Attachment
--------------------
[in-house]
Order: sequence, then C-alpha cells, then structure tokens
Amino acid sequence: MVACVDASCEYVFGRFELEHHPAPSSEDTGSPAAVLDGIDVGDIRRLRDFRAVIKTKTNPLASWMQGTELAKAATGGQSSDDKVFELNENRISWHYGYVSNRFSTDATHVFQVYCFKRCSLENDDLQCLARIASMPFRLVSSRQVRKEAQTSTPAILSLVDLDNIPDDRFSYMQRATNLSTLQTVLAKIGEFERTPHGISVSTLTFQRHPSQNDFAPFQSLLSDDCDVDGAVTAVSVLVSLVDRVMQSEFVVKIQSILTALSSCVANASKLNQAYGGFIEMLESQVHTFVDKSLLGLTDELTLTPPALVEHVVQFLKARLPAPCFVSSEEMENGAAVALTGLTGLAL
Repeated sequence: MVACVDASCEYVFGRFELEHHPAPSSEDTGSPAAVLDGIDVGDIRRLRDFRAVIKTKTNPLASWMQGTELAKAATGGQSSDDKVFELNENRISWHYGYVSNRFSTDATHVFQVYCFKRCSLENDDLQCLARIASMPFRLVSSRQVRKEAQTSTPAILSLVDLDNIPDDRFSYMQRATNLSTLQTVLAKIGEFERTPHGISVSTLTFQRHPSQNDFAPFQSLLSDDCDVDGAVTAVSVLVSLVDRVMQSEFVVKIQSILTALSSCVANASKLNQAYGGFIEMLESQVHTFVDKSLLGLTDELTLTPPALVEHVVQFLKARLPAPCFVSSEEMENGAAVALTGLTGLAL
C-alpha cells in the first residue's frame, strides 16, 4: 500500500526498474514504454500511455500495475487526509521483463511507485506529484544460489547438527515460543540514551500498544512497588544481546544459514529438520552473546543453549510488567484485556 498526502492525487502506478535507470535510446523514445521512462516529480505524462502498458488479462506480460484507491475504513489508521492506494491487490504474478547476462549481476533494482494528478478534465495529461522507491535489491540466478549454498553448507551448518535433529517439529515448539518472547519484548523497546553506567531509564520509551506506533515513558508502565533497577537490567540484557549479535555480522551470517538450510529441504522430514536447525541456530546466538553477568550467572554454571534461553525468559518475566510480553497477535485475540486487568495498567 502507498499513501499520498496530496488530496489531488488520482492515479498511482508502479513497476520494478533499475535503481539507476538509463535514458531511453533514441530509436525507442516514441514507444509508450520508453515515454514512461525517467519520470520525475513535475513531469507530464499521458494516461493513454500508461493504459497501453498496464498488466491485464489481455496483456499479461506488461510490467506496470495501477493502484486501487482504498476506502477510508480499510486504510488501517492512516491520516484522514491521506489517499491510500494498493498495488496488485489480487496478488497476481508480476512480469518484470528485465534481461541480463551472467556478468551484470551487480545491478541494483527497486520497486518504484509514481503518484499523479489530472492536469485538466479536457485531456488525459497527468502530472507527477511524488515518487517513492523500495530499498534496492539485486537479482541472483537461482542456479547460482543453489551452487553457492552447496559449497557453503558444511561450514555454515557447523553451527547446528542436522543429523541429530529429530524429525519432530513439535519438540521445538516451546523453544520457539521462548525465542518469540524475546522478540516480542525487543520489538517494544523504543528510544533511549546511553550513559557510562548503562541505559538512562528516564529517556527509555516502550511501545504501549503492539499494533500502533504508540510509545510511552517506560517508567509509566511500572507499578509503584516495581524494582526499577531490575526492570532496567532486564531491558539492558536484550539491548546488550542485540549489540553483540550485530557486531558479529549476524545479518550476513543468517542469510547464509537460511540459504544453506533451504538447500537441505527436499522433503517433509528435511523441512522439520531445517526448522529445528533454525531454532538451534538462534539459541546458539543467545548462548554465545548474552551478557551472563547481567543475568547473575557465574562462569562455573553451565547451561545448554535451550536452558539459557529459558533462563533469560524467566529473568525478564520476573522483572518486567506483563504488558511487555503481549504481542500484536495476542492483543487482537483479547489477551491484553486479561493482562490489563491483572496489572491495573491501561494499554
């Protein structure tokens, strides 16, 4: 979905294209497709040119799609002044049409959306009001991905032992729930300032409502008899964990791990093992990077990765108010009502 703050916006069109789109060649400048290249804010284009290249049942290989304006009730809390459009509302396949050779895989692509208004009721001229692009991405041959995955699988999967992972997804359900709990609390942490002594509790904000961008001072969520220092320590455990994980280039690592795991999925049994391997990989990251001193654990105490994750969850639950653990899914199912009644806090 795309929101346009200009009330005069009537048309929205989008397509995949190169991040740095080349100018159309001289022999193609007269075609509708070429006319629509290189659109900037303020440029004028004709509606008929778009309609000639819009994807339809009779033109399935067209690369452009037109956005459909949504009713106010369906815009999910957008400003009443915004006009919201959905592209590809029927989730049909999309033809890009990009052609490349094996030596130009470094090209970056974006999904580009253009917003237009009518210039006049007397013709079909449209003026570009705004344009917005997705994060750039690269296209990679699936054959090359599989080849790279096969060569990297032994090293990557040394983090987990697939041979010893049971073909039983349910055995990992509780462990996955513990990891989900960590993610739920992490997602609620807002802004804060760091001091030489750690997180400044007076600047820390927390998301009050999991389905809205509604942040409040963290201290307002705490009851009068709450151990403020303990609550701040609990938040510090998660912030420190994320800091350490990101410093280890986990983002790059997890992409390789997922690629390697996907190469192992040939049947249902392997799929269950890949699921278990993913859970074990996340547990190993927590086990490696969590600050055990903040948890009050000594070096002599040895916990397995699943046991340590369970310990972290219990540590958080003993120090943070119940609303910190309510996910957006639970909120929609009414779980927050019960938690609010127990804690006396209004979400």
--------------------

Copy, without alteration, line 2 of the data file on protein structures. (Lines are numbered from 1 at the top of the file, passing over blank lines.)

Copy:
Order: sequence, then C-alpha cells, then structure tokens